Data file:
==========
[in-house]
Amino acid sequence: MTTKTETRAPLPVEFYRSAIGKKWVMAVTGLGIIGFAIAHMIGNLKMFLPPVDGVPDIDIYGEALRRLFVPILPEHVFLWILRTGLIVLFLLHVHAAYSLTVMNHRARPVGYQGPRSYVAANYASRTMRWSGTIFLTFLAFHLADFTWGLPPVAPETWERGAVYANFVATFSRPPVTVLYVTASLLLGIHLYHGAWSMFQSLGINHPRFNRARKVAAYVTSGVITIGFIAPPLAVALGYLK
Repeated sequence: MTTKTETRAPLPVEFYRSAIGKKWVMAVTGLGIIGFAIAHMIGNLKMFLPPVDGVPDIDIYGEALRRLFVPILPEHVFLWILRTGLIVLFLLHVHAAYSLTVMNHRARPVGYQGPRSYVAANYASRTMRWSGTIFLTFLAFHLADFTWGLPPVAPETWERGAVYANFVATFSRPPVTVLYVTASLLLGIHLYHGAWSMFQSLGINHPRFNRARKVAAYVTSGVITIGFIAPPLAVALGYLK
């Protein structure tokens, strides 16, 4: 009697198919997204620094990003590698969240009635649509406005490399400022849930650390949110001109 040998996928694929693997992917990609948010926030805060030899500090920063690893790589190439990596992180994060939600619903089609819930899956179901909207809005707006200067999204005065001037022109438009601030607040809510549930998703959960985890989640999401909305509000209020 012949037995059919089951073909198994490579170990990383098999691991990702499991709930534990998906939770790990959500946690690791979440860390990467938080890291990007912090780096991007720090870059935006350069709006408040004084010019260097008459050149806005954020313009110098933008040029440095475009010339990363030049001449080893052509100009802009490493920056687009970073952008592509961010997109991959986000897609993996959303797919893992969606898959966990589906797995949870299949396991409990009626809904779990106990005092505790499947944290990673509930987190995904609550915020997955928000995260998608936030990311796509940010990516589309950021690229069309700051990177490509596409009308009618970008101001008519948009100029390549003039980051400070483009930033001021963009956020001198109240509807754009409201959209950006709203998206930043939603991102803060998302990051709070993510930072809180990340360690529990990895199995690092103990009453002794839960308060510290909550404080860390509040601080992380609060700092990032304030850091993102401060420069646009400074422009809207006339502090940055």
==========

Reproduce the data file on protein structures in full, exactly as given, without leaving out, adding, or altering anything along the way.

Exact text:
[in-house]
Amino acid sequence: MTTKTETRAPLPVEFYRSAIGKKWVMAVTGLGIIGFAIAHMIGNLKMFLPPVDGVPDIDIYGEALRRLFVPILPEHVFLWILRTGLIVLFLLHVHAAYSLTVMNHRARPVGYQGPRSYVAANYASRTMRWSGTIFLTFLAFHLADFTWGLPPVAPETWERGAVYANFVATFSRPPVTVLYVTASLLLGIHLYHGAWSMFQSLGINHPRFNRARKVAAYVTSGVITIGFIAPPLAVALGYLK
Repeated sequence: MTTKTETRAPLPVEFYRSAIGKKWVMAVTGLGIIGFAIAHMIGNLKMFLPPVDGVPDIDIYGEALRRLFVPILPEHVFLWILRTGLIVLFLLHVHAAYSLTVMNHRARPVGYQGPRSYVAANYASRTMRWSGTIFLTFLAFHLADFTWGLPPVAPETWERGAVYANFVATFSRPPVTVLYVTASLLLGIHLYHGAWSMFQSLGINHPRFNRARKVAAYVTSGVITIGFIAPPLAVALGYLK
């Protein structure tokens, strides 16, 4: 009697198919997204620094990003590698969240009635649509406005490399400022849930650390949110001109 040998996928694929693997992917990609948010926030805060030899500090920063690893790589190439990596992180994060939600619903089609819930899956179901909207809005707006200067999204005065001037022109438009601030607040809510549930998703959960985890989640999401909305509000209020 012949037995059919089951073909198994490579170990990383098999691991990702499991709930534990998906939770790990959500946690690791979440860390990467938080890291990007912090780096991007720090870059935006350069709006408040004084010019260097008459050149806005954020313009110098933008040029440095475009010339990363030049001449080893052509100009802009490493920056687009970073952008592509961010997109991959986000897609993996959303797919893992969606898959966990589906797995949870299949396991409990009626809904779990106990005092505790499947944290990673509930987190995904609550915020997955928000995260998608936030990311796509940010990516589309950021690229069309700051990177490509596409009308009618970008101001008519948009100029390549003039980051400070483009930033001021963009956020001198109240509807754009409201959209950006709203998206930043939603991102803060998302990051709070993510930072809180990340360690529990990895199995690092103990009453002794839960308060510290909550404080860390509040601080992380609060700092990032304030850091993102401060420069646009400074422009809207006339502090940055």